I'm not making a slippery slope argument here, but posing a legitimate question (at least, under the generally accepted paradigm with regard to the relationship between the State and Society): at what point in a child's development, if ever, does the State gain the authority to require the parent to sustain the child's life?

The second question is when one should regard the "choice" as having been made; when does the life become a legal obligation? Once again, the most extreme of the "pro-choice" crowd is consistent, and might even be open about it from time to time (as socially unacceptable as this position is). To them, the moment of decision is the same as the moment they believe life begins: the moment of conception. Under this ideal, chastity is a viable option, birth control is a gamble (or perhaps even an immoral act, under certain religious traditions). What is the pro-choice alternative? Where is the point at which the child goes from being a choice, to being a legal responsibility? (Same question as before, restated.)

Ginsburg's quote is well received, but my question is this: by what legal principle do we distinguish the woman who makes the adult decision to terminate her pregnancy, from the woman who fails to care for her infant child?

Now I should distance myself from this argument. I do have my own position, but it stems from a highly non-traditional (though increasingly prevalent) view of the relationship between the State and Society (in other words, with regard to the law I dodge the issue presented above). That, however, is the subject of another essay, as is my regard for the most common variety of the pro-life position (and "religious rightisim" generally) as idolatrous and spiritually bankrupt.

Wednesday, May 16, 2012

Re: You're crazy.

A fellow calling myself Dr. Chief recently posted the following on an earlier post on the Broken Window Fallacy:

You're crazy, even if he does spend the money for land, or ownership that benefits what you see as only himself, others will benefit in the future. You're argument takes for granted that at least half of people who have money are dishonest and will take advantage of the system to make "dishonest" honest purchases. It is a moot point either way, there is no morality injected at all and forcing there to be some sort of moral choice is your fallacy.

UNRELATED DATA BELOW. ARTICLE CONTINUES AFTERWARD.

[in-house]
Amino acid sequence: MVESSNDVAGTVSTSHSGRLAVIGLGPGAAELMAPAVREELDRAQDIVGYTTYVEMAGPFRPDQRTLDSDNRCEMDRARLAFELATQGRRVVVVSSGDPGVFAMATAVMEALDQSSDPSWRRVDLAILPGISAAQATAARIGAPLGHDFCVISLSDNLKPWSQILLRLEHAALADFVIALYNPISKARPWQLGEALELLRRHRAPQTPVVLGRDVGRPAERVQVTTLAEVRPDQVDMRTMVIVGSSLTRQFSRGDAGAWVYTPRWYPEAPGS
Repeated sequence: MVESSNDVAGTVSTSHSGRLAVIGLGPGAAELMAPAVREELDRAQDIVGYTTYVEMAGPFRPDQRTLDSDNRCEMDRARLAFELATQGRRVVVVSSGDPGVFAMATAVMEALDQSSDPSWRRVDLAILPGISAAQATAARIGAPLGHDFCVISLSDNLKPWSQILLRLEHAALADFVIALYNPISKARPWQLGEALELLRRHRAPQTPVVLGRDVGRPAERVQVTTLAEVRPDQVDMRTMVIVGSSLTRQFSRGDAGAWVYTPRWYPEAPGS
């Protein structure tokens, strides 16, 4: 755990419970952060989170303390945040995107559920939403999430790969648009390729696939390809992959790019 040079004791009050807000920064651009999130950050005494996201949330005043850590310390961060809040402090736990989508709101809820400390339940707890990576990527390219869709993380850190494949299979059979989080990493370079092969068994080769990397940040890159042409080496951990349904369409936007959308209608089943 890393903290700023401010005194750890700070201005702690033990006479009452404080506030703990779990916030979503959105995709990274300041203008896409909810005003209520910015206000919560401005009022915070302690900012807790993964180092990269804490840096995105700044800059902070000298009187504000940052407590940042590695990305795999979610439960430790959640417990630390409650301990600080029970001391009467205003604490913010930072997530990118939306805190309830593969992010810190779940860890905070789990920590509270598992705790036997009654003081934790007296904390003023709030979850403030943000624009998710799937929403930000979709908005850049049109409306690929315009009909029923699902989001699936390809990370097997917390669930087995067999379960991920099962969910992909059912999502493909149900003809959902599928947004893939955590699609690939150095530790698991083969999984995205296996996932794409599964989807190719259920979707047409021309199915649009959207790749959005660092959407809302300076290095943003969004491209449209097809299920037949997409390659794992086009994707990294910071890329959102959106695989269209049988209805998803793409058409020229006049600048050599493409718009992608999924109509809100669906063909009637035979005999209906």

It got me thinking on how to express these thoughts again, and so I decided to respond. It grew until I decided I needed a full post. Here is my response:


I don't assume dishonesty on the part of any person in this analysis. Access to land must have a price; how else would we allocate this scarce resource? My only assertion (not apparent in this particular piece, as I only analyze the broken window fallacy from the perspective of Geoist economics) is that the particular institution that makes access to physical space as a fully alienable right is, itself, an immoral institution, comparable to slavery. It just that the effects aren't as obvious as slavery.

Perhaps I should have avoided value judgments in this particular piece. It's an old piece, and I'm still developing my rhetorical style. But the whole point of this series was to point out the immoral nature of certain institutions.

At any rate, your error is assuming that buying land has the same social benefit as buying capital or consumer goods. It doesn't. When one buys things, one sends a signal to the market: producing this was a good idea. You compensate those who were involved in the production of that good. One would only produce the good if one expected to receive payment in return.

Land is different. By "land" I am referring, of course, not to fertility or a dug mine or anything like that. I'm referring to physical space. It was there before we got here. It will still be there after we're gone. When one pays for land, one does not reward a producer. Unlike Labor and Capital, it exists, has existed, and will exist regardless of any person's decision. The only social benefit is the benefit the market always provides: efficient allocation. (The market also efficiently allocates slave labor; that does not make slavery a moral, or even efficient, institution.)